Jesmyn Ward's latest book (following her 2011 National Book Award-winning Salvage the Bones) is a powerful memoir of her childhood in rural Mississippi, and an homage to the five young black men she has lost in recent years. The only member of her family to attend private school (paid for by her mother's employer, a wealthy white man whose family's house she cleaned) and go off to college, Ward eventually left the poverty of her upbringing behind. There is no doubt, however, that she belongs to the brutal world she so intimately describes in her memoir. Her examination of the lack of opportunity available to her community, and of how economic hardship, racism, drug addiction, violence, and ultimately hopelessness led to the tragic early deaths of people she loved is heartbreaking, yet necessary. Men We Reaped is an education in what it means to be poor and black “in a country that is supposed to be post-racial but still seems hell-bent on the epidemic destruction of young black men,” as Edwidge Danticat writes in her review.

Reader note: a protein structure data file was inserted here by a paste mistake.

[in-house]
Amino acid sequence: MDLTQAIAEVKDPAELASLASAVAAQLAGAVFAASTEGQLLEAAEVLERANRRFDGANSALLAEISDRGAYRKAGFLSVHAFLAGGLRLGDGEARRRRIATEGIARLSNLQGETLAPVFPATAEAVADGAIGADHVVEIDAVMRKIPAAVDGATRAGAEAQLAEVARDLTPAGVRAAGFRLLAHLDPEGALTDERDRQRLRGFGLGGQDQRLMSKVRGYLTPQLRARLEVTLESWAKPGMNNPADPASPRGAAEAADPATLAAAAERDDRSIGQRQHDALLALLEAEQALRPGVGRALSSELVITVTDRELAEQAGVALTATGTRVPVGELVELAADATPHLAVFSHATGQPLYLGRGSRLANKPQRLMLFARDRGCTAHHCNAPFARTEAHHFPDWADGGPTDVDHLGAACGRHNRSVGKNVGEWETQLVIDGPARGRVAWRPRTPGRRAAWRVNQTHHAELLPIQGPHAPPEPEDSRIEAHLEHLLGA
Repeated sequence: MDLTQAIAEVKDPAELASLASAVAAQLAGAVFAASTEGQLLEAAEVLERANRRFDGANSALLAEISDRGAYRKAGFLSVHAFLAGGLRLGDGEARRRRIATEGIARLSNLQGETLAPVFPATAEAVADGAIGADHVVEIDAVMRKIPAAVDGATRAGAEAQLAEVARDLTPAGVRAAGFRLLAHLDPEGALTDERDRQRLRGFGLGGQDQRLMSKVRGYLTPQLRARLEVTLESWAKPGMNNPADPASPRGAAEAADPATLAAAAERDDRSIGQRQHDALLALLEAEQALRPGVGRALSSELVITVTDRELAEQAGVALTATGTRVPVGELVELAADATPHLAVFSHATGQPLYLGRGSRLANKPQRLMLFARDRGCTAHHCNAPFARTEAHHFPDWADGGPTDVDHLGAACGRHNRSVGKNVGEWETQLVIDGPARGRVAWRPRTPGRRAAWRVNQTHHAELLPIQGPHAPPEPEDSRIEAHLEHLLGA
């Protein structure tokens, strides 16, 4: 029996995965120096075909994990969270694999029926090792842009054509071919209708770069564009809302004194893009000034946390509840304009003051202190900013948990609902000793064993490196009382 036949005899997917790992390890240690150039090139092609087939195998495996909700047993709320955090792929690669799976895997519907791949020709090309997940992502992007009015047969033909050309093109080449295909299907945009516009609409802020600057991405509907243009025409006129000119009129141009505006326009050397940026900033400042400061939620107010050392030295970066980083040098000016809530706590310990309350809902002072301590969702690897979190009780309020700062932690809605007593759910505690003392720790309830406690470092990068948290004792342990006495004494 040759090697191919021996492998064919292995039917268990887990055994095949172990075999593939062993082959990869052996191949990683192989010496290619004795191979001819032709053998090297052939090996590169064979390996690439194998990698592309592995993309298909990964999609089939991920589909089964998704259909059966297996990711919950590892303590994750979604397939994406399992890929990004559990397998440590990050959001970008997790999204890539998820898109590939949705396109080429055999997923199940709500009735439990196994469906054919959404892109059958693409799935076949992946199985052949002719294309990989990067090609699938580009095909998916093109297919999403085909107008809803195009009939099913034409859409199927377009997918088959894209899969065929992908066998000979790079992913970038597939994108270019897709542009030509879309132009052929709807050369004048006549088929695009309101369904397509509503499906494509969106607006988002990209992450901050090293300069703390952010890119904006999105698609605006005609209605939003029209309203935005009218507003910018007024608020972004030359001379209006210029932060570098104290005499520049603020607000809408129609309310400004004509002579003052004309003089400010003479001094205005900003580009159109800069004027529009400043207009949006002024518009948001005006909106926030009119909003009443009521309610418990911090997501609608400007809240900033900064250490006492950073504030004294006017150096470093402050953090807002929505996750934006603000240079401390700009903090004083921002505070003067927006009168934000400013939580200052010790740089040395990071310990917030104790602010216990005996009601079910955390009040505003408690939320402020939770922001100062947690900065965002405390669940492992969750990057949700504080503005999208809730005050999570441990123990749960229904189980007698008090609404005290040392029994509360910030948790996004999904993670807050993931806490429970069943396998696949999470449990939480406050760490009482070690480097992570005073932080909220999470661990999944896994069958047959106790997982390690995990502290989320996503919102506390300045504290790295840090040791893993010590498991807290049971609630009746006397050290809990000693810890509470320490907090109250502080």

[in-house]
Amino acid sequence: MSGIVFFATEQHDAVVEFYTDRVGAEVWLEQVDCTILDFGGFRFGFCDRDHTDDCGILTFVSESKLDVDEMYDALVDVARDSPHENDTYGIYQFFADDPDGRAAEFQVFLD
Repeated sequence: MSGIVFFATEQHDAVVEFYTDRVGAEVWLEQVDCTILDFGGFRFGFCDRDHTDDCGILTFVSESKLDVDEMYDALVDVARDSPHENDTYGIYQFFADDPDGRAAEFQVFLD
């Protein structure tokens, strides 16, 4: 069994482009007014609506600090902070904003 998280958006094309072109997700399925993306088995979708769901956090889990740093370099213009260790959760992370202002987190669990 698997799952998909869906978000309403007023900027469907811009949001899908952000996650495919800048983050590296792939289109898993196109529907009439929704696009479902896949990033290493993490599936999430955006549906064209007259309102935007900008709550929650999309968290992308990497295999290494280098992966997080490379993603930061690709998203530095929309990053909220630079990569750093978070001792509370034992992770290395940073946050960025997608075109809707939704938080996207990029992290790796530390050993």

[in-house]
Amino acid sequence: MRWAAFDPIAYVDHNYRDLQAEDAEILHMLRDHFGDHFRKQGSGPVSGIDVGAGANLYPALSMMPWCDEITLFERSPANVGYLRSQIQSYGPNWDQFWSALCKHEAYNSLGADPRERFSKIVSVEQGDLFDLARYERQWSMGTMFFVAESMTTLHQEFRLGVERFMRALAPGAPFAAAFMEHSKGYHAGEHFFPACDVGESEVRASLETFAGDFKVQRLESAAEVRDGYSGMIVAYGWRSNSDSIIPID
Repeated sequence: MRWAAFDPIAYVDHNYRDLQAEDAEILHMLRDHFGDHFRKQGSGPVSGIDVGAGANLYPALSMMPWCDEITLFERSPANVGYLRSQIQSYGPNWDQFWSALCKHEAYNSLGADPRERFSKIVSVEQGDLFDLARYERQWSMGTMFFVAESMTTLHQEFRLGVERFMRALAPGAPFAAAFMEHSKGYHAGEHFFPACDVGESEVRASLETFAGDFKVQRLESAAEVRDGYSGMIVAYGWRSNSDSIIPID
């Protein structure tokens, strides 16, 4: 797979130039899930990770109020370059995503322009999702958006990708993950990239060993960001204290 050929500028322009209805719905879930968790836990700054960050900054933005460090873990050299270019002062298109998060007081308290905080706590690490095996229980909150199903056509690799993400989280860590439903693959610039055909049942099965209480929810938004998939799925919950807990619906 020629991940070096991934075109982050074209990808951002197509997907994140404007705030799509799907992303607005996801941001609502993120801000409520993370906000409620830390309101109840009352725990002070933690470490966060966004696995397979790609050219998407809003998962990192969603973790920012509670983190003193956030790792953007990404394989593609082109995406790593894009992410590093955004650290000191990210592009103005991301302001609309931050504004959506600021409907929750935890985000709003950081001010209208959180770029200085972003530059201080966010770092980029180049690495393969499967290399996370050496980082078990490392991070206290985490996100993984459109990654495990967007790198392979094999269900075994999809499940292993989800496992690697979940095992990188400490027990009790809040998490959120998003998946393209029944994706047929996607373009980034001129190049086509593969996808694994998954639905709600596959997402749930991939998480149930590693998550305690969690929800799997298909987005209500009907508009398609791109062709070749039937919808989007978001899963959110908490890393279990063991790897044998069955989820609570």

(Related listening: New Memoir Recounts Black Lives "Reaped" Too Young
Relocating Traditions in China: A fascinating look into the struggle to preserve Chinese rural musical and performance traditions that are slowly being abandoned as more and more Chinese move from villages to urban areas.
Orhan Pamuk guidesThe New York Times’ Joshua Hammer around his native Istanbul. We here at Restless are always thrilled to discover the unfading connection between literature and travel, and this article satisfied our curiosity for both kinds of reading.